Back in high school, Denver Jackson got the idea for a science fiction and fantasy movie called Esluna: A World Beyond, about a land ruled by people with the power to control the wind. Eventually, that idea turned into a web series that recently launched its first season—something Jackson animated by himself.
Jackson has released the first nine-episode season of his new web series, called Esluna: The First Monolith, under the name Cloudrise Pictures. It centers around a young woman named Maeve who teams up with an archaeologist and a powerful young man named Bataar, who mysteriously arrived from another world when he was a boy. Together, they have to stop the land’s tyrannical queen from destroying the world. It feels very much in the vein of something like Avatar: The Last Airbender, with a cute robot sidekick. You can watch the trailers and all the episodes below.
In an interview with io9, Jackson—who has no formal education in film or animation—shared that he’s long been obsessed with making movies and shows, but was inspired to teach himself animation after being introduced to the works of Studio Ghibli. However, his love of cinema first started by watching the movies of Jackie Chan. “As an 11-year-old Asian kid living in South Africa, I thought: ‘If he can do it, I can,’” Jackson said.
Jackson wrote up the screenplay for Esluna: A World Beyond as a movie and pitched it to Storyhive, a Canadian funding program for online films, web series, and other projects. After getting approved, Jackson chose to change his approach and instead make it a web series, realizing he wouldn’t have the time or energy to make an entire animated film by himself. The result is Esluna: The First Monolith, a spinoff series (story created in collaboration with Erica Meany) that could still lead into A World Beyond, should the opportunity arise.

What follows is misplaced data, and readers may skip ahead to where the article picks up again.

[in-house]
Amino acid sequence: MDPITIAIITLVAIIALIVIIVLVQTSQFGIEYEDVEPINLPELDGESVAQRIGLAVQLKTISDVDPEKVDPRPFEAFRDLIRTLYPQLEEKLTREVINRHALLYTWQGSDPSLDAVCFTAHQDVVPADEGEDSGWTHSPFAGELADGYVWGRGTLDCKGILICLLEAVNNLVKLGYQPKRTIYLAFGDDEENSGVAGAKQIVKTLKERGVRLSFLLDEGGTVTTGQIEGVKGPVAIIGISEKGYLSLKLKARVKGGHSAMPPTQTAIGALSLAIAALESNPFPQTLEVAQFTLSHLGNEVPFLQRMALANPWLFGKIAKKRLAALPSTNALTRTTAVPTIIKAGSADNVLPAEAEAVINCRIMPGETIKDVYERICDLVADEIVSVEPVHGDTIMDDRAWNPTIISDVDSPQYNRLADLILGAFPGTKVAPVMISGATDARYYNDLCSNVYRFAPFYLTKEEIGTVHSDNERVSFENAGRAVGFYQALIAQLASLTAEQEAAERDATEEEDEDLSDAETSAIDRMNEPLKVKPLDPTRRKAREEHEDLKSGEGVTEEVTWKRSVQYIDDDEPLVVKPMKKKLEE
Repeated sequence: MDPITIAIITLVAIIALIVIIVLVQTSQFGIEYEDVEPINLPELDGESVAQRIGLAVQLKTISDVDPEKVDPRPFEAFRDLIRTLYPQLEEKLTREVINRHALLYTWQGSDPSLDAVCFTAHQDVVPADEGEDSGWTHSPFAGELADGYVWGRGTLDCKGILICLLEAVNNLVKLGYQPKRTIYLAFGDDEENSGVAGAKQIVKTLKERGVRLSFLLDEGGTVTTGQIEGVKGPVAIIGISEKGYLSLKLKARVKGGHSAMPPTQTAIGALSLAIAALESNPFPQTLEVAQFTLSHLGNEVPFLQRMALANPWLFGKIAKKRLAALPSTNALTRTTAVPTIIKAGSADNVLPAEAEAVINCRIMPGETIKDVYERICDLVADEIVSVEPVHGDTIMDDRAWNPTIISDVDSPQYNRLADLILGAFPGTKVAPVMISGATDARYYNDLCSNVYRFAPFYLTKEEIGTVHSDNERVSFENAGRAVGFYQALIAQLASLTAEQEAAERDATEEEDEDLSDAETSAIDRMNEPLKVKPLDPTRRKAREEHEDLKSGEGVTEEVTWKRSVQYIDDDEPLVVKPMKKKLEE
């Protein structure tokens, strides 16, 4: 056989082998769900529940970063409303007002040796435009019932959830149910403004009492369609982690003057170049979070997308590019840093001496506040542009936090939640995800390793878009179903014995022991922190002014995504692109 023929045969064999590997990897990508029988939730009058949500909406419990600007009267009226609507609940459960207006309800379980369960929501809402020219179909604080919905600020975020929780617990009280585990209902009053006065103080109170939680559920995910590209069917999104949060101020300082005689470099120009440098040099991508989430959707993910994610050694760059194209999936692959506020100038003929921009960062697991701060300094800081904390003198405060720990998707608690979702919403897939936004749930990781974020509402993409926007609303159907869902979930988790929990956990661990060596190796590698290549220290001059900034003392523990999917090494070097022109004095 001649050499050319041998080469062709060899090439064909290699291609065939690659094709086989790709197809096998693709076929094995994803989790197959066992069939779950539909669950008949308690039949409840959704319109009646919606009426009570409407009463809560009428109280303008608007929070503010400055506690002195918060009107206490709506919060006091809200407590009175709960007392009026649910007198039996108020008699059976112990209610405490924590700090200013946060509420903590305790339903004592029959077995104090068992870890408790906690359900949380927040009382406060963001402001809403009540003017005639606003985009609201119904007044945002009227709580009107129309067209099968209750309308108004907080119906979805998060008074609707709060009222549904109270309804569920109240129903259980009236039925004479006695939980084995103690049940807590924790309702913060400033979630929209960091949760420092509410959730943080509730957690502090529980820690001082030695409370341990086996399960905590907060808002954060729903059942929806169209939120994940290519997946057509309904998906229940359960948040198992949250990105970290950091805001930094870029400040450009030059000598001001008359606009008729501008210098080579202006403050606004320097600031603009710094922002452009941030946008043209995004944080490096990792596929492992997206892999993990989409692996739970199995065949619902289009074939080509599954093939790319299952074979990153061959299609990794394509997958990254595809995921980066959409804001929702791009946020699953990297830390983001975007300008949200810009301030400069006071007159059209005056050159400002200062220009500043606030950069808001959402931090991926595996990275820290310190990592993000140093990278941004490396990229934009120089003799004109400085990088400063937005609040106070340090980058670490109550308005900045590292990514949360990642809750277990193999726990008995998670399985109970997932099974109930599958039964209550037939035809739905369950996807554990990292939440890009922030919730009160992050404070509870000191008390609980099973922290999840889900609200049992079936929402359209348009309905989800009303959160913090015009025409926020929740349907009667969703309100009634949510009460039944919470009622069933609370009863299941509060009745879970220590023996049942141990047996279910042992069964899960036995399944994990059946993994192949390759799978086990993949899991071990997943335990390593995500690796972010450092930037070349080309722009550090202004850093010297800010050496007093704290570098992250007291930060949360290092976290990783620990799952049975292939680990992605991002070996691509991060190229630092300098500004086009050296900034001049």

Now, the animation for The First Monolith isn’t groundbreaking, but the story is intriguing—and it is impressive to see someone bring their own vision to life, especially without any formal training. Jackson said it took about nine months to bring the series together and is hoping to develop a second season in the near future. Though, he probably won’t be doing it by himself anymore, since he said the experience was pretty brutal. When asked why he chose to undertake this kind of project, he said it’s because he loves telling stories—even if saying that is kind of cliché.
“For the most part, it’s stressful, painful, and lots of sleepless nights. But I guess that’s also what love is. Just a lot of hard work,” Jackson said.
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